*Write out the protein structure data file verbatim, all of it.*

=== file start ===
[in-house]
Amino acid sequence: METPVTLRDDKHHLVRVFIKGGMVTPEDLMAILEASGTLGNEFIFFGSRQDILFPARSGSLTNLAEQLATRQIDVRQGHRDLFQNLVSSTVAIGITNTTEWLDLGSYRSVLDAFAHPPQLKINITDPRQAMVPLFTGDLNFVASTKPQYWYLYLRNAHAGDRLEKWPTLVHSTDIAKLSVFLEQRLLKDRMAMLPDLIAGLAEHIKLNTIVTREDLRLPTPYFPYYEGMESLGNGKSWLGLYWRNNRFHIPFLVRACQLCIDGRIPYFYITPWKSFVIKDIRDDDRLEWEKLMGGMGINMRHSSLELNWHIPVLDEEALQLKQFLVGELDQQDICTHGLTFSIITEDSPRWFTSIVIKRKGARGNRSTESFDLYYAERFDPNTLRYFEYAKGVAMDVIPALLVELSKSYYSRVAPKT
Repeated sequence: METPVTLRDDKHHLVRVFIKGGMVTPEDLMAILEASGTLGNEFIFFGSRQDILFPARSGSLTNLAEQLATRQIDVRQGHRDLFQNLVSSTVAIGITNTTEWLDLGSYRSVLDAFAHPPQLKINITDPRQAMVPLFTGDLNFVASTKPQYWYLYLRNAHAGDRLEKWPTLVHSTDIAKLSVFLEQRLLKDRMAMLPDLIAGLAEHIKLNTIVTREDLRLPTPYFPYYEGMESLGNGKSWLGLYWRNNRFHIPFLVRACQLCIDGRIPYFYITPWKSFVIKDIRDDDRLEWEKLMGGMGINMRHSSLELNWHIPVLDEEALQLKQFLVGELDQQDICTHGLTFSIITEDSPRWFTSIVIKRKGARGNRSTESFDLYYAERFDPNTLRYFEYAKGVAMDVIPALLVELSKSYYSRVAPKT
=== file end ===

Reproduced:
[in-house]
Amino acid sequence: METPVTLRDDKHHLVRVFIKGGMVTPEDLMAILEASGTLGNEFIFFGSRQDILFPARSGSLTNLAEQLATRQIDVRQGHRDLFQNLVSSTVAIGITNTTEWLDLGSYRSVLDAFAHPPQLKINITDPRQAMVPLFTGDLNFVASTKPQYWYLYLRNAHAGDRLEKWPTLVHSTDIAKLSVFLEQRLLKDRMAMLPDLIAGLAEHIKLNTIVTREDLRLPTPYFPYYEGMESLGNGKSWLGLYWRNNRFHIPFLVRACQLCIDGRIPYFYITPWKSFVIKDIRDDDRLEWEKLMGGMGINMRHSSLELNWHIPVLDEEALQLKQFLVGELDQQDICTHGLTFSIITEDSPRWFTSIVIKRKGARGNRSTESFDLYYAERFDPNTLRYFEYAKGVAMDVIPALLVELSKSYYSRVAPKT
Repeated sequence: METPVTLRDDKHHLVRVFIKGGMVTPEDLMAILEASGTLGNEFIFFGSRQDILFPARSGSLTNLAEQLATRQIDVRQGHRDLFQNLVSSTVAIGITNTTEWLDLGSYRSVLDAFAHPPQLKINITDPRQAMVPLFTGDLNFVASTKPQYWYLYLRNAHAGDRLEKWPTLVHSTDIAKLSVFLEQRLLKDRMAMLPDLIAGLAEHIKLNTIVTREDLRLPTPYFPYYEGMESLGNGKSWLGLYWRNNRFHIPFLVRACQLCIDGRIPYFYITPWKSFVIKDIRDDDRLEWEKLMGGMGINMRHSSLELNWHIPVLDEEALQLKQFLVGELDQQDICTHGLTFSIITEDSPRWFTSIVIKRKGARGNRSTESFDLYYAERFDPNTLRYFEYAKGVAMDVIPALLVELSKSYYSRVAPKT